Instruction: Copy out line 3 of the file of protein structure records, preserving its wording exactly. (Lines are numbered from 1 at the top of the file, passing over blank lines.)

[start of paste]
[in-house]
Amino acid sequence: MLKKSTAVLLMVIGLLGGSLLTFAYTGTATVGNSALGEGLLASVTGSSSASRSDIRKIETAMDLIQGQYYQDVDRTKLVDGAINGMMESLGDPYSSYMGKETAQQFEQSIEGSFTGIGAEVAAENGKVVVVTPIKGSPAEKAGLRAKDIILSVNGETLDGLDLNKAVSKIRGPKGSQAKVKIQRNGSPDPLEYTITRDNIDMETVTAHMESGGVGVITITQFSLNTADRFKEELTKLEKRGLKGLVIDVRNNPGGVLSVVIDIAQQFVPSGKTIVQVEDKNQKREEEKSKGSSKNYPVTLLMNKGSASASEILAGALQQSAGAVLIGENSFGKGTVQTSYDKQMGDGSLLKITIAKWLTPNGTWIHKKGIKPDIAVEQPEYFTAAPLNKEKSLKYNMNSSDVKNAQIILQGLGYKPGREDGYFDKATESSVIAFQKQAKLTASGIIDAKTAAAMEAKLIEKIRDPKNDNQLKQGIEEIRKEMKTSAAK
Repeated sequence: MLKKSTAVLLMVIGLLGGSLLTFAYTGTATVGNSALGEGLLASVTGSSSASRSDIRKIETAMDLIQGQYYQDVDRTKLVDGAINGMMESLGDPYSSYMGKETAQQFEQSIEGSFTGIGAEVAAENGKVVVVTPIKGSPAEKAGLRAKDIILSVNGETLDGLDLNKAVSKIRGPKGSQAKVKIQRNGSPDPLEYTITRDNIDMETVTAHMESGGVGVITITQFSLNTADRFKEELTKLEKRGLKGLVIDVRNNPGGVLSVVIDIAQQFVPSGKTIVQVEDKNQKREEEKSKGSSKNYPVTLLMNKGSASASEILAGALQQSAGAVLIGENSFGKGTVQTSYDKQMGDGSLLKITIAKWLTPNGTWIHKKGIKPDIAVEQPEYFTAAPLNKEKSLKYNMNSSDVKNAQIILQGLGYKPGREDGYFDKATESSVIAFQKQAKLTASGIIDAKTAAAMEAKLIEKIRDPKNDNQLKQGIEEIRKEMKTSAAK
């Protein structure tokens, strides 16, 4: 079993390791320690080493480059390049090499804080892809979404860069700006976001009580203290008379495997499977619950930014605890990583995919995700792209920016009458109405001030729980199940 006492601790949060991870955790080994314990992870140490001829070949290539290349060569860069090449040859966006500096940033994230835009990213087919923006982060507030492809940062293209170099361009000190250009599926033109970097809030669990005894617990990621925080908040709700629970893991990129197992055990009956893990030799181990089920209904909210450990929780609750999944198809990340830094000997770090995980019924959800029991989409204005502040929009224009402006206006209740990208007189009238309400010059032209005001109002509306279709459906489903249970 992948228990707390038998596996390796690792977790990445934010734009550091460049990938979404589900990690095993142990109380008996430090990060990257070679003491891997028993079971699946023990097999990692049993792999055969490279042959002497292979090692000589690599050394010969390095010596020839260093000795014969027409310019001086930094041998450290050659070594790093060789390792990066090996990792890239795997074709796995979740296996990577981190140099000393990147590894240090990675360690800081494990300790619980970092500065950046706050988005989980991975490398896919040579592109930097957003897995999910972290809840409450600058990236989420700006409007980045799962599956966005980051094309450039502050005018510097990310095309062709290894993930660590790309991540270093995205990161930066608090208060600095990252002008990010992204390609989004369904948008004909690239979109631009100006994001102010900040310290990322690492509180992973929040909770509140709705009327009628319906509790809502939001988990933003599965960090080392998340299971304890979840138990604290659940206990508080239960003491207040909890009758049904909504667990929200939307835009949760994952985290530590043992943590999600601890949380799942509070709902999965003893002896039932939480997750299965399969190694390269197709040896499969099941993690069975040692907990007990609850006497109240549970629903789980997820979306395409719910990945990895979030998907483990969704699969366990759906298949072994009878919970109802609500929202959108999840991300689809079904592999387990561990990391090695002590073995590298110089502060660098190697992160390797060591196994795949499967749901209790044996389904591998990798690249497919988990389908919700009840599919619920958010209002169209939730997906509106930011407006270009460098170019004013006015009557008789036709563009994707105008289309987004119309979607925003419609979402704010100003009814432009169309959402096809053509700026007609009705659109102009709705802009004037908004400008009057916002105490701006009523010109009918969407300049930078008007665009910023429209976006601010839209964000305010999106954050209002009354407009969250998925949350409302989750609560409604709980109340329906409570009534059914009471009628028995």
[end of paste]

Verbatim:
Repeated sequence: MLKKSTAVLLMVIGLLGGSLLTFAYTGTATVGNSALGEGLLASVTGSSSASRSDIRKIETAMDLIQGQYYQDVDRTKLVDGAINGMMESLGDPYSSYMGKETAQQFEQSIEGSFTGIGAEVAAENGKVVVVTPIKGSPAEKAGLRAKDIILSVNGETLDGLDLNKAVSKIRGPKGSQAKVKIQRNGSPDPLEYTITRDNIDMETVTAHMESGGVGVITITQFSLNTADRFKEELTKLEKRGLKGLVIDVRNNPGGVLSVVIDIAQQFVPSGKTIVQVEDKNQKREEEKSKGSSKNYPVTLLMNKGSASASEILAGALQQSAGAVLIGENSFGKGTVQTSYDKQMGDGSLLKITIAKWLTPNGTWIHKKGIKPDIAVEQPEYFTAAPLNKEKSLKYNMNSSDVKNAQIILQGLGYKPGREDGYFDKATESSVIAFQKQAKLTASGIIDAKTAAAMEAKLIEKIRDPKNDNQLKQGIEEIRKEMKTSAAK